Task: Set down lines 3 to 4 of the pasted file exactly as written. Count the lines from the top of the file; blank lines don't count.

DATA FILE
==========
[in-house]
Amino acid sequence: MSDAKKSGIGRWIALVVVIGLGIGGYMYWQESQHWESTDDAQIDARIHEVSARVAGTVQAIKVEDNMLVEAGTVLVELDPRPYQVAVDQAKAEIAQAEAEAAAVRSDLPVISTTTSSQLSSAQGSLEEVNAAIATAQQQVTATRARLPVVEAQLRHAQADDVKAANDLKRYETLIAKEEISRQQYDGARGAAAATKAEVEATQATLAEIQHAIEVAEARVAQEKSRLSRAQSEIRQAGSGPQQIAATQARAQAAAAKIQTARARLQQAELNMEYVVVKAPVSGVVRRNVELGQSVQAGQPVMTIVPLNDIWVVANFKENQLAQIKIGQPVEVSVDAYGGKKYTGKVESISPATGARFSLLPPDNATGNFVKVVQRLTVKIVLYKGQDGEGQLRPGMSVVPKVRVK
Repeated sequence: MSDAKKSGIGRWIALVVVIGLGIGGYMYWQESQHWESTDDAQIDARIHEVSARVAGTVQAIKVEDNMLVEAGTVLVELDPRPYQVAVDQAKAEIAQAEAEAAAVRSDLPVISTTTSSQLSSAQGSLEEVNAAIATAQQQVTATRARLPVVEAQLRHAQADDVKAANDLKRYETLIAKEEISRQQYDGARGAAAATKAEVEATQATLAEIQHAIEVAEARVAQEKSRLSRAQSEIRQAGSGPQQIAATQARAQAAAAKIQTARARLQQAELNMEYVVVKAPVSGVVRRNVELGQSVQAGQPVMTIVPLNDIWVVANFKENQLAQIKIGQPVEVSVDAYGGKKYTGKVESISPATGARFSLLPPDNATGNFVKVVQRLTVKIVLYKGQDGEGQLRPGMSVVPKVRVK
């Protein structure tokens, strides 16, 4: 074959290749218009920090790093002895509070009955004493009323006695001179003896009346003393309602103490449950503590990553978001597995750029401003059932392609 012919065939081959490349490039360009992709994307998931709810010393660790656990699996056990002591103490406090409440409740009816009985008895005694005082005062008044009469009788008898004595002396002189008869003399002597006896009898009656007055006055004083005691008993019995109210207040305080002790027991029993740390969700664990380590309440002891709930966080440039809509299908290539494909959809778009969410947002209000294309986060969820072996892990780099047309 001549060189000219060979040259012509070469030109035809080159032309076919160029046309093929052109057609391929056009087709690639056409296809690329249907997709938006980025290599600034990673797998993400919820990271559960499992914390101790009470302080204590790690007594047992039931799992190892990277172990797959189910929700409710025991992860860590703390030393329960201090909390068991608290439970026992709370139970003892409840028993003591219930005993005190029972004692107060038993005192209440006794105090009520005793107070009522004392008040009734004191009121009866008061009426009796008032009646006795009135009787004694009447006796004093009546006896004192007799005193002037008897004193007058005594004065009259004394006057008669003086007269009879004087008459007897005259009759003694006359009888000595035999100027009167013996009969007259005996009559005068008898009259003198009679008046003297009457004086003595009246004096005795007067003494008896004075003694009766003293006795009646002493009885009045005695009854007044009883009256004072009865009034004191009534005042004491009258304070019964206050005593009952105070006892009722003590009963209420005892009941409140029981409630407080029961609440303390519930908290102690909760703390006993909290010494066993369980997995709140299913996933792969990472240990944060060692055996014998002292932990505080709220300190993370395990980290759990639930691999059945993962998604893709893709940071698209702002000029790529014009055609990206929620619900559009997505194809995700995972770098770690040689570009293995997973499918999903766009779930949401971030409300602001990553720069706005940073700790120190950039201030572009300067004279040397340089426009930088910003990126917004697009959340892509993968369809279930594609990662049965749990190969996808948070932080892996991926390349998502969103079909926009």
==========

Repeated sequence: MSDAKKSGIGRWIALVVVIGLGIGGYMYWQESQHWESTDDAQIDARIHEVSARVAGTVQAIKVEDNMLVEAGTVLVELDPRPYQVAVDQAKAEIAQAEAEAAAVRSDLPVISTTTSSQLSSAQGSLEEVNAAIATAQQQVTATRARLPVVEAQLRHAQADDVKAANDLKRYETLIAKEEISRQQYDGARGAAAATKAEVEATQATLAEIQHAIEVAEARVAQEKSRLSRAQSEIRQAGSGPQQIAATQARAQAAAAKIQTARARLQQAELNMEYVVVKAPVSGVVRRNVELGQSVQAGQPVMTIVPLNDIWVVANFKENQLAQIKIGQPVEVSVDAYGGKKYTGKVESISPATGARFSLLPPDNATGNFVKVVQRLTVKIVLYKGQDGEGQLRPGMSVVPKVRVK
């Protein structure tokens, strides 16, 4: 074959290749218009920090790093002895509070009955004493009323006695001179003896009346003393309602103490449950503590990553978001597995750029401003059932392609 012919065939081959490349490039360009992709994307998931709810010393660790656990699996056990002591103490406090409440409740009816009985008895005694005082005062008044009469009788008898004595002396002189008869003399002597006896009898009656007055006055004083005691008993019995109210207040305080002790027991029993740390969700664990380590309440002891709930966080440039809509299908290539494909959809778009969410947002209000294309986060969820072996892990780099047309 001549060189000219060979040259012509070469030109035809080159032309076919160029046309093929052109057609391929056009087709690639056409296809690329249907997709938006980025290599600034990673797998993400919820990271559960499992914390101790009470302080204590790690007594047992039931799992190892990277172990797959189910929700409710025991992860860590703390030393329960201090909390068991608290439970026992709370139970003892409840028993003591219930005993005190029972004692107060038993005192209440006794105090009520005793107070009522004392008040009734004191009121009866008061009426009796008032009646006795009135009787004694009447006796004093009546006896004192007799005193002037008897004193007058005594004065009259004394006057008669003086007269009879004087008459007897005259009759003694006359009888000595035999100027009167013996009969007259005996009559005068008898009259003198009679008046003297009457004086003595009246004096005795007067003494008896004075003694009766003293006795009646002493009885009045005695009854007044009883009256004072009865009034004191009534005042004491009258304070019964206050005593009952105070006892009722003590009963209420005892009941409140029981409630407080029961609440303390519930908290102690909760703390006993909290010494066993369980997995709140299913996933792969990472240990944060060692055996014998002292932990505080709220300190993370395990980290759990639930691999059945993962998604893709893709940071698209702002000029790529014009055609990206929620619900559009997505194809995700995972770098770690040689570009293995997973499918999903766009779930949401971030409300602001990553720069706005940073700790120190950039201030572009300067004279040397340089426009930088910003990126917004697009959340892509993968369809279930594609990662049965749990190969996808948070932080892996991926390349998502969103079909926009």